Thursday, May 27, 2010

Shreds of Sanity


In about three weeks the kids and I leave to head back to Arizona for a month-long vacation. And while it seems like it's a long time away still, my to-do list is written and there is a mound of growing debris that I am gathering in my bedroom that needs to get shlepped to Arizona with us. Which made me remember this blog; one of my first postings back in December of 2007. The kids and I have made the trip many times since then and I can tell you that not much changes. Maybe they aren't as loud now that they are older, but there is still fighting. So, I'm going to go back to tackling the to-do list, while you entertain yourself at my expense. Enjoy.


Anyone who has ever traveled with children—especially on an airplane—knows what a harrowing and exhausting experience it can be. Even when your children are fairly well behaved. In fact, I think I’d rather get paper cuts underneath all my fingernails than to take my five and seven-year-old on a cross country trip again. They have been traveling on planes since they were very small, so I figured I was getting seasoned enough to know how to do it right. I always try to come armed with paraphernalia to keep an entire troop of children happily entertained for hours, but somehow 10 minutes into the flight the floor beneath our seats is littered with food wrappers, crayon shavings, shoes, a few socks, empty Capri sun packages and the children are, well, bored.

I have flown enough to know that the key to surviving an airplane trip with your children—at any time really, but especially when you are sans husband—is to keep the carry-on mess to a minimum. Each child has their own backpack, which contains: their music players, gameboys, crayons, coloring book, plain notebook, a pen and pencil, perhaps two small travel games or a deck of cards, a bag of their own personal snacks, a small pillow, and their “pet” stuffed animal. Theoretically, individual bags will alleviate the fighting, bickering and general upheaval that is typical of siblings, especially when those siblings are crammed together in airplane seats sized for your basic Oz Munchkin. I say theoretically because my children can always find something to fight about. “Your arm is on MY part of the arm rest… SO?…SO get it off it’s been there the whole time and I’m uncomfortable and it’s my turn to use the armrest…FINE have the armrest I didn’t want it anyway…THUNK…OWWW! MOM he pulled my pillow out from under my head…I’m going to rest now and I NEED a pillow…I was USING that pillow…SO?…SO it’s not fair…Well you CAN’T use the pillow AND the armrest at the SAME TIME…

It’s at this point I stand up and ask if anyone would like to switch seats with me, an LDS mom perhaps, who is used to dealing with 8 or 9 kids at the same time, which would make my two seem like a vacation, but alas, there are no takers. Quite a lot of people are whispering to each other however, which I don’t think is a good sign.

I sit down and wedge myself in the seat between them hoping my presence will make a difference. However, by the time our flight arrived in Boston—12 hours after leaving Phoenix—I was spent. My husband met us with a shiny smile and open arms, while all I could do was hold back the sob that wanted to escape. You’d think that the drive home at 10:45 at night would put the kids into some type of sleep, or at least quiet respite, but of course the adrenaline was still coursing through the veins, and the yelling and fighting, wrestling, singing, guffawing laughter and all around vocal upheaval was still alive and well. My husband said, “You’re quiet tonite. Are you tired?”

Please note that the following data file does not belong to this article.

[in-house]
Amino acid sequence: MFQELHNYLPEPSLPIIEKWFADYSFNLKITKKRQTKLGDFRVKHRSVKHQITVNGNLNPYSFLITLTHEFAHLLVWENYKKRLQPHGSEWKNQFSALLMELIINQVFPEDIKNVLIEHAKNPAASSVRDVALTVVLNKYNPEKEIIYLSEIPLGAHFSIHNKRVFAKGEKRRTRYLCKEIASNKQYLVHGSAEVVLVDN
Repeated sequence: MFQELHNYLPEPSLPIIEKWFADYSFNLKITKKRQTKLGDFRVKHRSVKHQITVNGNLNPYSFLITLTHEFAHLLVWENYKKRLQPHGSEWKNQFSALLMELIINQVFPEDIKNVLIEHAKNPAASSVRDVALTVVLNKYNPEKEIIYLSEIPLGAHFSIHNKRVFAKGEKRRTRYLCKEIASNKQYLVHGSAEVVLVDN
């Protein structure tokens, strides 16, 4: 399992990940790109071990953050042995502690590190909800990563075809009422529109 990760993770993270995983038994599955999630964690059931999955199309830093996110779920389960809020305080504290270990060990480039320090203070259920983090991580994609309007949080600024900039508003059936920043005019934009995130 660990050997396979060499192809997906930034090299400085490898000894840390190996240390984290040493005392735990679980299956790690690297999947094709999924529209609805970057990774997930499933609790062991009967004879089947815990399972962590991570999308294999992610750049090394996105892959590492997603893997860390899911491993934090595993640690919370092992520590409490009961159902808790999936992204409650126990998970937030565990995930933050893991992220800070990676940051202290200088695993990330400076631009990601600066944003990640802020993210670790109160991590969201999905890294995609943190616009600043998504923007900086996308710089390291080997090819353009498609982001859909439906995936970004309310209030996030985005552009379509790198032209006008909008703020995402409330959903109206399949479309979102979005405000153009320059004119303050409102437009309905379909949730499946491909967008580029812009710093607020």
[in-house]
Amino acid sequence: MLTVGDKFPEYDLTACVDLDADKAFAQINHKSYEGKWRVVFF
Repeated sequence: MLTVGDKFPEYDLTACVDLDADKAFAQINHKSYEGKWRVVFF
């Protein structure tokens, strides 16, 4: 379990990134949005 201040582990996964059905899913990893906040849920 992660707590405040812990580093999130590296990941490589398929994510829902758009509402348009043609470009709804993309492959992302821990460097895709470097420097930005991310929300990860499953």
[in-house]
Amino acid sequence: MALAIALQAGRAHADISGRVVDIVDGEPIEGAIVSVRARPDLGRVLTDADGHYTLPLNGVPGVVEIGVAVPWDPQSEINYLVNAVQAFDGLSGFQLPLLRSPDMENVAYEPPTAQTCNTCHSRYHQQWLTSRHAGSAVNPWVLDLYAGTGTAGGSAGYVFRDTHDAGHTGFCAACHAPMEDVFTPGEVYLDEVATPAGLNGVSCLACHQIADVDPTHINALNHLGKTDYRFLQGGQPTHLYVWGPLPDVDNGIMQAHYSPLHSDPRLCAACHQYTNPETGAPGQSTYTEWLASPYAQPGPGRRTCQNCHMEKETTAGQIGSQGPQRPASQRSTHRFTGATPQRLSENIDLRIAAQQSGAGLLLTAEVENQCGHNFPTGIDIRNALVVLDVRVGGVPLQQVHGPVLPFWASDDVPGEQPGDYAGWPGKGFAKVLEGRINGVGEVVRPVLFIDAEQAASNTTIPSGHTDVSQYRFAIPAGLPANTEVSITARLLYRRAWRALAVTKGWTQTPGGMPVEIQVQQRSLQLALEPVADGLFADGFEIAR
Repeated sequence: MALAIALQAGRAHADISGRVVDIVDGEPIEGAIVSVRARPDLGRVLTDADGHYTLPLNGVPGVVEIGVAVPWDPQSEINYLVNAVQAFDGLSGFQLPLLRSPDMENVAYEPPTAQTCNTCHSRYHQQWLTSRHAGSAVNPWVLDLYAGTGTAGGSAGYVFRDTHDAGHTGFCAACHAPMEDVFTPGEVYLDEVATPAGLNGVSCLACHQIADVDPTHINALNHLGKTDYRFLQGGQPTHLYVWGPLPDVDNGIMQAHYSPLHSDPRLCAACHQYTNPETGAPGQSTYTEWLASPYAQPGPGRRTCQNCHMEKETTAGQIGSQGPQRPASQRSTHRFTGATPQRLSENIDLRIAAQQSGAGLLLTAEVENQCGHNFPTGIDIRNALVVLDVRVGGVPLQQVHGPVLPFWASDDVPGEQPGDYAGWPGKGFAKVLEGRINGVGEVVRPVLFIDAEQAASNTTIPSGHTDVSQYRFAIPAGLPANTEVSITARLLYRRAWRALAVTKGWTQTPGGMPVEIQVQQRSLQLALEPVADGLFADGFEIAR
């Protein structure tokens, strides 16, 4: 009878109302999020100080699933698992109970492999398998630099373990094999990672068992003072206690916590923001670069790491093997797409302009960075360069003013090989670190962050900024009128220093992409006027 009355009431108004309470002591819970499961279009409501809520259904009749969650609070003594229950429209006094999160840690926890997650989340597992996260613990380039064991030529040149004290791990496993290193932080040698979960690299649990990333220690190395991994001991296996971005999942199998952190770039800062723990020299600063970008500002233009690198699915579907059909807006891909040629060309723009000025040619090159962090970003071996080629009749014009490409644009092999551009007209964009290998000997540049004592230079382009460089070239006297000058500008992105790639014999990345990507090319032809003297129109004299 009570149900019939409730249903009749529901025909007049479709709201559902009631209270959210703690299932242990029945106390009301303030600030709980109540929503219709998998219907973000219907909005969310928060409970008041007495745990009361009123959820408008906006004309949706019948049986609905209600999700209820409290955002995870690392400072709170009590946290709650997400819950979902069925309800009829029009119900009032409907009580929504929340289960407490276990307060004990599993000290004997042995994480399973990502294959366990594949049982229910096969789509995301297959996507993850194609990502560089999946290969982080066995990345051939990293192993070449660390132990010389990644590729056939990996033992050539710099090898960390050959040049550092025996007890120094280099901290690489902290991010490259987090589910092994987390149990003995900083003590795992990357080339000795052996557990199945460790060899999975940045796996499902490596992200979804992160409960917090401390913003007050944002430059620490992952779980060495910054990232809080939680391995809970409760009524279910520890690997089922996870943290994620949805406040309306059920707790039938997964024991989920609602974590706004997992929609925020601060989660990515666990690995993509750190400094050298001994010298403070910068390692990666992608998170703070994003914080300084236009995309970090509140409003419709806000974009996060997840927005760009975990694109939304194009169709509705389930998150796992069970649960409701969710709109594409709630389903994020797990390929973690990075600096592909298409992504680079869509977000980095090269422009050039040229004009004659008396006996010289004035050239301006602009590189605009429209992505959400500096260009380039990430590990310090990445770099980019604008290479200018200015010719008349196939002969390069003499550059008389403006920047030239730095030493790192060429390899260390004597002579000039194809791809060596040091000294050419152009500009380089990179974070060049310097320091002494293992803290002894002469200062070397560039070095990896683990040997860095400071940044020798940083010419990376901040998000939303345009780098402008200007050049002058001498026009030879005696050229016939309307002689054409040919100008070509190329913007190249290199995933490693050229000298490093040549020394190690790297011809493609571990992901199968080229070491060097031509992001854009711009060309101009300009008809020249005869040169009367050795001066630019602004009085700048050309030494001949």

I’m sorry. Did he just ask me if I was tired?
Seriously. Is that what he just said?

I stared ahead and bit my tongue. Any sound that would have come from my mouth would have been a total verbal freak out and I was trying to stay pleasant. I hadn’t seen him in two weeks after all.
But tired? TIRED?? Tired doesn’t even begin to touch the depth to where my fatigue had fallen. Lower than smashed gum on the sidewalk, I tell you. But tired as I was, truth be told, I just wanted them to shut up. I had been the only adult to shield the barrage of questions and comments that shot from their gun-fire mouths since 10:00 a.m. And every one of those questions and comments was preceded with, “Can I ask you a question” or “Mom, I have something to tell you.” By the time those wheels touched down on my Bean Town black top, I was neck deep in words, question marks, complaints, exclamations; just sitting there drowning in black, bold letters and onomatopoeias. They were sucking the very life out of me to the point where all my answers were, “I don’t know.”
“When are we landing?”
“I don’t know.”
“Will Dad be there to pick us up?”
“I don’t know.”
“Why is the green light on above the bathroom signal?”
“I don’t know.”
“What do we do if only two masks come down from the top?”
“I don’t know.”
“Mom, do you love me?”
“I don’t know.”

I just wanted them to shut up. Shut up shut up shut up. I needed the ride home to be peaceful and quiet for five minutes. Tired? Yeah, I was tired. Tired of noise emanating from their messy squishy faces. By the time we were finally home and the children were in bed my ears were aching, the cartilage throbbing to the memory of their constant cacophonous clatter.

Now after writing this, tell me again why we take this trip every year, adding a baby to the mix? I know it's only six hours of my life and the good news is that no one knows me. I probably won't see any of those people again. I've tried to be proactive and have packed enough crap to keep them entertained for hours, and we've also got the DS's and the mini video player. A little bit of Benadryl, and we should be all set.

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